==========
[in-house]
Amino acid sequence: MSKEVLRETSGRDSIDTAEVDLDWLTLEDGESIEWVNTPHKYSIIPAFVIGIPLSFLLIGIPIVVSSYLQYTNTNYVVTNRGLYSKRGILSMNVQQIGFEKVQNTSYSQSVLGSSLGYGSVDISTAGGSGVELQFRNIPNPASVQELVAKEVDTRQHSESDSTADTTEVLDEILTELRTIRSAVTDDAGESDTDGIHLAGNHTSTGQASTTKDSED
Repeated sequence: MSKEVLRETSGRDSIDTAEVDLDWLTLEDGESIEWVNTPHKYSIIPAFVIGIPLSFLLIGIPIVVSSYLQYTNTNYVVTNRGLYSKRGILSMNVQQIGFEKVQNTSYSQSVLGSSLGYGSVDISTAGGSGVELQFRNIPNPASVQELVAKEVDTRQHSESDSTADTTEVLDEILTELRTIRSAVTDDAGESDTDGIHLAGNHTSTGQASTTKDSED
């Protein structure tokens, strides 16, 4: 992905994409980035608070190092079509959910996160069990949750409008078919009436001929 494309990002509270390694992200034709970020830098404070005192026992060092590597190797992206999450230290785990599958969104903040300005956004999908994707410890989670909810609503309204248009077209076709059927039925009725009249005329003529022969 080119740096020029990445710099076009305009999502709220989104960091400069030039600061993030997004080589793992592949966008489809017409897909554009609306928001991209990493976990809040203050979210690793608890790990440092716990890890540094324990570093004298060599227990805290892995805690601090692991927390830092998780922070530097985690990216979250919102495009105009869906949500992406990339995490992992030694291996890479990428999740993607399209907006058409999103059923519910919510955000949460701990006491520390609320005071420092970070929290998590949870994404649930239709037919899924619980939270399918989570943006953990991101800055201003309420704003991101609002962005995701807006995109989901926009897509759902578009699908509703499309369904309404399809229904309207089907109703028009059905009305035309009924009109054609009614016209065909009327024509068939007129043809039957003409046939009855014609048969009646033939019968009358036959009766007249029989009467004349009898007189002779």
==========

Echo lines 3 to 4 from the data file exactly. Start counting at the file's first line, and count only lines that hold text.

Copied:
Repeated sequence: MSKEVLRETSGRDSIDTAEVDLDWLTLEDGESIEWVNTPHKYSIIPAFVIGIPLSFLLIGIPIVVSSYLQYTNTNYVVTNRGLYSKRGILSMNVQQIGFEKVQNTSYSQSVLGSSLGYGSVDISTAGGSGVELQFRNIPNPASVQELVAKEVDTRQHSESDSTADTTEVLDEILTELRTIRSAVTDDAGESDTDGIHLAGNHTSTGQASTTKDSED
């Protein structure tokens, strides 16, 4: 992905994409980035608070190092079509959910996160069990949750409008078919009436001929 494309990002509270390694992200034709970020830098404070005192026992060092590597190797992206999450230290785990599958969104903040300005956004999908994707410890989670909810609503309204248009077209076709059927039925009725009249005329003529022969 080119740096020029990445710099076009305009999502709220989104960091400069030039600061993030997004080589793992592949966008489809017409897909554009609306928001991209990493976990809040203050979210690793608890790990440092716990890890540094324990570093004298060599227990805290892995805690601090692991927390830092998780922070530097985690990216979250919102495009105009869906949500992406990339995490992992030694291996890479990428999740993607399209907006058409999103059923519910919510955000949460701990006491520390609320005071420092970070929290998590949870994404649930239709037919899924619980939270399918989570943006953990991101800055201003309420704003991101609002962005995701807006995109989901926009897509759902578009699908509703499309369904309404399809229904309207089907109703028009059905009305035309009924009109054609009614016209065909009327024509068939007129043809039957003409046939009855014609048969009646033939019968009358036959009766007249029989009467004349009898007189002779």